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Four Rules and a Camcorder

This content was developed during the eCommemoration Campus 2020 »Beyond the Crisis«.

Story: Hussein, 1997 / Interviewed by Sophia

The war in Afghanistan forced me to know four rules.

Be smart and protect yourself.
Trust no one.
Know exactly what a person expects from you.
And lastly: The world is not kind.

We were at war, we knew that. But in everyday life we didn’t realise it. For me, war was a game of hide-and seek. Only when we lost a classmate for no reason, I suddenly understood how fragile my future was. It could have happened to everyone – to me.
So I told myself: “I can’t stay here. I should leave. I want to do something with my life!”

My mother was neither in favour, nor against it.
“If I insist that you stay, and something happens, I will blame myself.”

When I finally left, I was an adult. I was 17.

The first stage was the hardest. The border between Iran and Turkey is a no-go area for unaccompanied minors. Traffickers use you as protection for the others. So, my brother and I travelled with my mother’s cousin. Families were treated with respect.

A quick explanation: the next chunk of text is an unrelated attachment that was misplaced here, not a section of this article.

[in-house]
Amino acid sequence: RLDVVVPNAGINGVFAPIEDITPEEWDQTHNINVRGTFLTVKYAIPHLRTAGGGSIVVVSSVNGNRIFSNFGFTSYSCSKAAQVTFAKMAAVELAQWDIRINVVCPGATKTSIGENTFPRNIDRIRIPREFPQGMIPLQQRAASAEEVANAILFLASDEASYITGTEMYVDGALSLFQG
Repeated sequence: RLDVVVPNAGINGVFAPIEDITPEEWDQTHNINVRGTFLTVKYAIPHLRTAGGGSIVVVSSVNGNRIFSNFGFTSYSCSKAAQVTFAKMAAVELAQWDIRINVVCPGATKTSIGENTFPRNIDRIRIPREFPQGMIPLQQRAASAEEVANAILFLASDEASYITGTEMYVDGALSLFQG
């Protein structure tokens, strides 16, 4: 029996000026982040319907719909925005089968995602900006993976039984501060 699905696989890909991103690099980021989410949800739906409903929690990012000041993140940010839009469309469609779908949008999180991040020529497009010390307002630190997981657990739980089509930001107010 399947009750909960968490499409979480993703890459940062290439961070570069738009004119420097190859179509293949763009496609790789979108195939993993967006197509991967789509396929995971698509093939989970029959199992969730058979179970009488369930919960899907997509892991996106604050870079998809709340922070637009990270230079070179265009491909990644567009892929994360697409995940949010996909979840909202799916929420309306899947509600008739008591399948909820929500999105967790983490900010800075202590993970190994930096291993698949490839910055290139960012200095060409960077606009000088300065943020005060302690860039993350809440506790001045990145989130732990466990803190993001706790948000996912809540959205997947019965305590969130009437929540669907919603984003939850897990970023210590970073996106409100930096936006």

In Turkey, we were left on our own. By chance I found an old classmate from Afghanistan, who was travelling with four of his friends. One of them was almost illiterate, but he had good social skills and could talk extremely fast. Once, we had to stand in line with a thousand people to receive a document. We told him: “Go and get the documents!” After five minutes he was done.

As a group of seven, we dared to take the dangerous route to Europe. 

Therefore, I broke the rule and decided to trust them. My brother and I joined the group. As a group of seven, we dared to take the dangerous route to Europe.

Today, I study Information Systems at a Swiss university. I have a strong fascination towards technology and this was evoked by a camcorder. My father bought it when I was eight. I loved to open it and to look inside. Soon I was the one responsible for the camcorder. I even learned how to record my favourite TV cartoon episodes on it.

There happens to be kindness in the world. Wonderful childhood memories are linked to this camcorder. This is beauty, and I can hold on to that.

Hussein, 1997